Berkeley planning commissioners Wednesday will tackle the controversial issue of what the city calls a new policy of “limited flexibility” in West Berkeley zoning.
Also on the agenda is a proposal to convert a five-unit tenancy-in-common (TIC) property at 1552-1556 Milvia St. into five condos.
While all parts of a TIC property are owned equally by all tenants, condominium units are individually held. Commissioners had no objections when the proposal for converting the two-building property was first brought before them last month.
The West Berkeley rezoning was far more controversial, and two rival proposals both failed when each failed to obtain the needed five votes, due to the absence of commissioner Susan Wengraf.
The immediate trigger was a City Council request made early this year after the council upheld a Zoning Adjustments Board vote denying a four-unit project at 2817 Eighth St.
The denial was based on the current standards for mixed use-residential zoning, a unique-to-West-Berkeley district designed to create a transition zone between the area’s industrial and manufacturing zones and the inland residential districts.
Developer Edward Adams, with the support of neighbors, wanted to build a four-unit housing project where zoning standards call for six—which could be increased to seven with the city’s inclusionary bonus for affordable housing.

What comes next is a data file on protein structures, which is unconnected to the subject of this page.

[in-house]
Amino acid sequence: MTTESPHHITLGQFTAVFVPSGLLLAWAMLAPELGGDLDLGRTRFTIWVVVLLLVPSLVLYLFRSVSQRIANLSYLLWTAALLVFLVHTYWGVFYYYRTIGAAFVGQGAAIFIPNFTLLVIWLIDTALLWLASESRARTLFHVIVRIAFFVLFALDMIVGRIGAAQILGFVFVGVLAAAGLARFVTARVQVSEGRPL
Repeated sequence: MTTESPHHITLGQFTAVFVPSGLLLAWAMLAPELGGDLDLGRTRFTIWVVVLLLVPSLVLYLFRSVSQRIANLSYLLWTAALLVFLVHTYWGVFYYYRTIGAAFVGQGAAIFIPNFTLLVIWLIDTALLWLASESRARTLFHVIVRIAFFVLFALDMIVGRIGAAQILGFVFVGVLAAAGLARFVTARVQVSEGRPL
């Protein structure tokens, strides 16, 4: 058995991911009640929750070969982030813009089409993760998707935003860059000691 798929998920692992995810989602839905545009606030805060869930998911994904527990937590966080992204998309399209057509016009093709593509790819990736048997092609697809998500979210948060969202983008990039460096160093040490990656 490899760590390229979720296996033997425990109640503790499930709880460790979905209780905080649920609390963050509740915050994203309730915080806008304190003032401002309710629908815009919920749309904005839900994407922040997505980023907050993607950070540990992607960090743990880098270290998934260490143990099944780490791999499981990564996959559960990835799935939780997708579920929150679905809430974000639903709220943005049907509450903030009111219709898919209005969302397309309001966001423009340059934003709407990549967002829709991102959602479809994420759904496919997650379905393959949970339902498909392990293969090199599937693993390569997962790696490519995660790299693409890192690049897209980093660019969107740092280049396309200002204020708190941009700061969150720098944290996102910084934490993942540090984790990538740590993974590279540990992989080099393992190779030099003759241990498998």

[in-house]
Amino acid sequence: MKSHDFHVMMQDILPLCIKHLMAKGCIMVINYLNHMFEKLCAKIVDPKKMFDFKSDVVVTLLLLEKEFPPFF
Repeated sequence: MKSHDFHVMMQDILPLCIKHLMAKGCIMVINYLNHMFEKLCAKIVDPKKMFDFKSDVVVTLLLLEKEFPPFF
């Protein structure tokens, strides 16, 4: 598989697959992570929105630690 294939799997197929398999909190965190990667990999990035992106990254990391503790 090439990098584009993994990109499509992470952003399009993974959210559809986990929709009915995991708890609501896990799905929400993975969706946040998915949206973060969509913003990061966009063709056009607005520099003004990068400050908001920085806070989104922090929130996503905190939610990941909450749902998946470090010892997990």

Some commissioners wanted to stick with the current requirements, citing the city’s need for more housing for lower-income residents, while others wanted to exclude Adams from the requirements so he could build the smaller project neighbors want.
But Adams and some commissioners also want an exemption from the housing fee required of developers who want to exclude affordable units from their projects—hence the tension and the two failed votes.
Commission Chair James Samuels backs the staff proposal, and typically prevails on commission votes that often divide on a five-four basis.
But Susan Wengraf, who often votes with the majority, was one of the leading backers of the West Berkeley inclusionary policy, along with Gene Poschman, who is generally found among the dissenting minority on key development issues.
Under the guidelines now being proposed by the Association of Bay Area Governments (ABAG), Berkeley would have a quota of 2,712 new housing units by 2014, up from a goal of 1,269 for the previous seven years, 1999-2006.
ABAG doesn’t require the units to be built, leaving that to the market. But it does insist local government allow development to occur up to the quota levels to maintain eligibility for funding allocated through the regional government agency.
Wednesday night’s meeting begins at 7 p.m. in the North Berkeley Senior Center, 1901 Hearst Ave.